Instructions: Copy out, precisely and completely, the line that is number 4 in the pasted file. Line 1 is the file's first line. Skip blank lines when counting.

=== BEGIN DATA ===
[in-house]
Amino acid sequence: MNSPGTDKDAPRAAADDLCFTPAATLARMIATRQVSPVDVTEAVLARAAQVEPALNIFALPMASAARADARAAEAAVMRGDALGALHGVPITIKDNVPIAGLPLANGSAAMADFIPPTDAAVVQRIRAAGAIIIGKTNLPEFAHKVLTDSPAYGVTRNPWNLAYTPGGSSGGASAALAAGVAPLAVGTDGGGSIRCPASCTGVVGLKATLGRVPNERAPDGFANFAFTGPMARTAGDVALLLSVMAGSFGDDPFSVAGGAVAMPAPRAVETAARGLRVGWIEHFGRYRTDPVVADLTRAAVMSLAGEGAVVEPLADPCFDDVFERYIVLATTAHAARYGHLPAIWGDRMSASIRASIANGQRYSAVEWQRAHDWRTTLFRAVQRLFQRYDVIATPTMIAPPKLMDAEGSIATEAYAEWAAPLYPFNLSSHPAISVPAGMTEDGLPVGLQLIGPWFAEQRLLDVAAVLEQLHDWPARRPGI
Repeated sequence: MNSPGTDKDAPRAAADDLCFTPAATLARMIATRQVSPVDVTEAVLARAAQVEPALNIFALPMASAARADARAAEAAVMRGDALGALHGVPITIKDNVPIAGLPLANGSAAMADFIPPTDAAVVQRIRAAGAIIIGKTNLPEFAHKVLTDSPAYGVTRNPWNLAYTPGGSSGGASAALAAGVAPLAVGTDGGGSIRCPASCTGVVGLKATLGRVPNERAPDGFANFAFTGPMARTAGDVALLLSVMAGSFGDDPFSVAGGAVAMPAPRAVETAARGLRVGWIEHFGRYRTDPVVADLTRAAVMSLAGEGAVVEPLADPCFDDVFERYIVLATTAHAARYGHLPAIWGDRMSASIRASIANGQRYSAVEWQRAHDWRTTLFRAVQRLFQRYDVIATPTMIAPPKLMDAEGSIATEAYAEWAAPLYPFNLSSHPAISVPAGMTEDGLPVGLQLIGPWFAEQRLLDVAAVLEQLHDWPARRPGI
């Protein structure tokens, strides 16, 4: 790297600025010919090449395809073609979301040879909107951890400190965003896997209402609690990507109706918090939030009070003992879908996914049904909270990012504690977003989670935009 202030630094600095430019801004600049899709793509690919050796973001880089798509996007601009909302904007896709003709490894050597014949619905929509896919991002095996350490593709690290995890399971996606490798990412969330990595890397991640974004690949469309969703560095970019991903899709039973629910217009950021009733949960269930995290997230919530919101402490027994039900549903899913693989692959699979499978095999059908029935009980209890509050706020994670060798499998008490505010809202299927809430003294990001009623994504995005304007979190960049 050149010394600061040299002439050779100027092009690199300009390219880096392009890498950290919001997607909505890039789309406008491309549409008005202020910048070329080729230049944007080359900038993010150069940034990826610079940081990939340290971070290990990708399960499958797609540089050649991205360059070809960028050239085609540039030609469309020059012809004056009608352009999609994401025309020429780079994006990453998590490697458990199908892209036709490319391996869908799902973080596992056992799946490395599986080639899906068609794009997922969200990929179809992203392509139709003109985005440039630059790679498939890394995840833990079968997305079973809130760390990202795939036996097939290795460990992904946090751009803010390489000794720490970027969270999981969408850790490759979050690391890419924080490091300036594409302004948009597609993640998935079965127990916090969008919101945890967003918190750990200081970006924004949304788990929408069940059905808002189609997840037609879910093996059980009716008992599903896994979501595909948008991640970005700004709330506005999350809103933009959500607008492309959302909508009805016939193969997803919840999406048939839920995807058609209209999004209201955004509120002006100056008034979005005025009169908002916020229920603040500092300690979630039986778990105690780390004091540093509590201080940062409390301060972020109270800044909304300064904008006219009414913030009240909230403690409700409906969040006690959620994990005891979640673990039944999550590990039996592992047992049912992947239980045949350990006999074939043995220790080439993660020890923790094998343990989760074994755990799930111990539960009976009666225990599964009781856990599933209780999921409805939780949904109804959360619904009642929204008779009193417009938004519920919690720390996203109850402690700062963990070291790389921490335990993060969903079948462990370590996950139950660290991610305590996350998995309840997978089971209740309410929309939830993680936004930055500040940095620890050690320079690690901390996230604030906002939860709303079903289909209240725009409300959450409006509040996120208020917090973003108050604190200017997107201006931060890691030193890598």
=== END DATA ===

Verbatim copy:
């Protein structure tokens, strides 16, 4: 790297600025010919090449395809073609979301040879909107951890400190965003896997209402609690990507109706918090939030009070003992879908996914049904909270990012504690977003989670935009 202030630094600095430019801004600049899709793509690919050796973001880089798509996007601009909302904007896709003709490894050597014949619905929509896919991002095996350490593709690290995890399971996606490798990412969330990595890397991640974004690949469309969703560095970019991903899709039973629910217009950021009733949960269930995290997230919530919101402490027994039900549903899913693989692959699979499978095999059908029935009980209890509050706020994670060798499998008490505010809202299927809430003294990001009623994504995005304007979190960049 050149010394600061040299002439050779100027092009690199300009390219880096392009890498950290919001997607909505890039789309406008491309549409008005202020910048070329080729230049944007080359900038993010150069940034990826610079940081990939340290971070290990990708399960499958797609540089050649991205360059070809960028050239085609540039030609469309020059012809004056009608352009999609994401025309020429780079994006990453998590490697458990199908892209036709490319391996869908799902973080596992056992799946490395599986080639899906068609794009997922969200990929179809992203392509139709003109985005440039630059790679498939890394995840833990079968997305079973809130760390990202795939036996097939290795460990992904946090751009803010390489000794720490970027969270999981969408850790490759979050690391890419924080490091300036594409302004948009597609993640998935079965127990916090969008919101945890967003918190750990200081970006924004949304788990929408069940059905808002189609997840037609879910093996059980009716008992599903896994979501595909948008991640970005700004709330506005999350809103933009959500607008492309959302909508009805016939193969997803919840999406048939839920995807058609209209999004209201955004509120002006100056008034979005005025009169908002916020229920603040500092300690979630039986778990105690780390004091540093509590201080940062409390301060972020109270800044909304300064904008006219009414913030009240909230403690409700409906969040006690959620994990005891979640673990039944999550590990039996592992047992049912992947239980045949350990006999074939043995220790080439993660020890923790094998343990989760074994755990799930111990539960009976009666225990599964009781856990599933209780999921409805939780949904109804959360619904009642929204008779009193417009938004519920919690720390996203109850402690700062963990070291790389921490335990993060969903079948462990370590996950139950660290991610305590996350998995309840997978089971209740309410929309939830993680936004930055500040940095620890050690320079690690901390996230604030906002939860709303079903289909209240725009409300959450409006509040996120208020917090973003108050604190200017997107201006931060890691030193890598």